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Iraq's Shiite-Sunni Divide, Shaker Schoolgirls Hailed as Visionists, and More June 19, 2014
Summary: Even Al-Qaeda thinks ISIS is too extreme. We explore the newly-powerful terrorist group, which is gaining strength from the centuries-old feud between Sunnis and Shiites. Also, religious liberty vs. Obamacare, and a new novel on 19th century Shakers.
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Understanding the Rise of ISIS June 19, 2014
For almost the entire 1,400 year history of Islam, the Sunni majority ruled the Arab world. But the tables turned in Iraq in 2003, when American troops invaded. The Sunnis were cast to the bottom of Iraqi society, and the Shiites were launched to the top, making Iraq the perfect breeding ground for a Sunni extremist group: ISIS. Few Sunnis like the group's violent brand of Islam, but many feel they have nowhere else to turn.

Joshua Landis, director of the Center for Middle East Studies at the University of Oklahoma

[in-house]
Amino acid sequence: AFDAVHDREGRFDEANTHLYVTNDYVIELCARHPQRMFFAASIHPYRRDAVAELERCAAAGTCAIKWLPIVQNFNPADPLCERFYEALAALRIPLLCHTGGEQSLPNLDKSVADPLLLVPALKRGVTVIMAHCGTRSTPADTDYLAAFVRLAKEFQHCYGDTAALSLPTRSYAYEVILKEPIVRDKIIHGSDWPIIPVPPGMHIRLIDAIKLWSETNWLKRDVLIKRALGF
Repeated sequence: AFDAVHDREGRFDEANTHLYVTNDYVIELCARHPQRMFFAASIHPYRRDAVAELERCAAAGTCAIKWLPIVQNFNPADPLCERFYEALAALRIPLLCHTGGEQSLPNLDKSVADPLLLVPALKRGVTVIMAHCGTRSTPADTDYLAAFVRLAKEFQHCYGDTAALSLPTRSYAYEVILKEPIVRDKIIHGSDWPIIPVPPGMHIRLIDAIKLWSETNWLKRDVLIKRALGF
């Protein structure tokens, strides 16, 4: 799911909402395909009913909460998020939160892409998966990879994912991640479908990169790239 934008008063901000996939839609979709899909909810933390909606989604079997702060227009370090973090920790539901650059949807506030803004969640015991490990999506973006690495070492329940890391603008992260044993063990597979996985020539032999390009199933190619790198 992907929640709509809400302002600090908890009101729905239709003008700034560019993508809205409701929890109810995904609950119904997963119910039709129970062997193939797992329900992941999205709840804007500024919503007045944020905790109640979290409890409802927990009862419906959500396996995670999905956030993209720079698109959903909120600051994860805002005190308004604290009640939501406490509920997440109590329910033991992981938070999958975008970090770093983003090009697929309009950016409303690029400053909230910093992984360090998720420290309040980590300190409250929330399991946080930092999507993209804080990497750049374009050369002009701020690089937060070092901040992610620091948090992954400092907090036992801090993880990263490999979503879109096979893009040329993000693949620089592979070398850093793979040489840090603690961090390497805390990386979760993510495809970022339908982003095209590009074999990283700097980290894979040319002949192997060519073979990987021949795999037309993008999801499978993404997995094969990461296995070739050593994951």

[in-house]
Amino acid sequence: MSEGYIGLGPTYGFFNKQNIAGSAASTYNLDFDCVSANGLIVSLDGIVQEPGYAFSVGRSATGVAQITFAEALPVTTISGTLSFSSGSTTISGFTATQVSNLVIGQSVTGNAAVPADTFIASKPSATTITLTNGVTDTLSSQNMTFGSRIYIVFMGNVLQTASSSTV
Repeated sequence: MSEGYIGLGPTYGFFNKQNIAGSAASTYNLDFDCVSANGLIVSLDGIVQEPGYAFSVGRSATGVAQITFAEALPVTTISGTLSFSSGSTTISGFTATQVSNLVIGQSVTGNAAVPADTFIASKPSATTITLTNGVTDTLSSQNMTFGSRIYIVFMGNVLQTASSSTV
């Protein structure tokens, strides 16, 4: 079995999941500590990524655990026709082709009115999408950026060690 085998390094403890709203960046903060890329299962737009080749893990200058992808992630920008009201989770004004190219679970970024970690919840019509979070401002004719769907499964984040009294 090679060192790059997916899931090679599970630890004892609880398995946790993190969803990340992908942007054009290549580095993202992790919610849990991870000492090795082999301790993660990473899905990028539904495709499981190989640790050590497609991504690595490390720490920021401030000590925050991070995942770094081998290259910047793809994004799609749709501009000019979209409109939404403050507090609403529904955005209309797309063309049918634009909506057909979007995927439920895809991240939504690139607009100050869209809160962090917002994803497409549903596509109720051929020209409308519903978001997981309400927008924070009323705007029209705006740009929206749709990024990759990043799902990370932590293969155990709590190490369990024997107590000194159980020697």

Gregory Gause, non-resident senior fellow at the Brookings Center in Doha, Qatar
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Faith by the Numbers: The Contraception Mandate June 19, 2014
Hobby Lobby has catapulted into the headlines, and it's not because of their great prices on stickers and handicrafts. The Evangelical-owned craft store says it should not have to offer its workers free morning after pills, IUDs and other contraception, as required in Obamacare, since that conflicts with the company’s religious values. We find out what most Americans think, in the days before the Supreme Court ruling on Hobby Lobby, with our latest edition of Faith by the Numbers.

Robert Jones, CEO of the Public Religion Research Institute
Credit: Hannah Cohoon | Wikimedia Commons
Shaker Austerity and Ecstasy in 'The Visionist' June 19, 2014
In the early 1800's, young girls in Shaker communities began to spontaneously speak in tongues, sing songs, see visions, or make prophesies. In what became known as the Era of Manifestations, Shakers revered the girls as divinely gifted and named them “Visionists.” A new novel takes this famous Shaker revival as its setting, and delves into a contradiction at the heart of the Shaker religion: balancing a stark and regimented daily life with ecstatic and emotional worship.

Pictured: A Shaker "tree of life" drawn by a Visionist during the Era of Manifestations. No Shakers were allowed to make art except during this period. The drawings were seen as divinely inspired by Shaker founder Mother Ann Lee.

Rachel Urquhart, author of The Visionist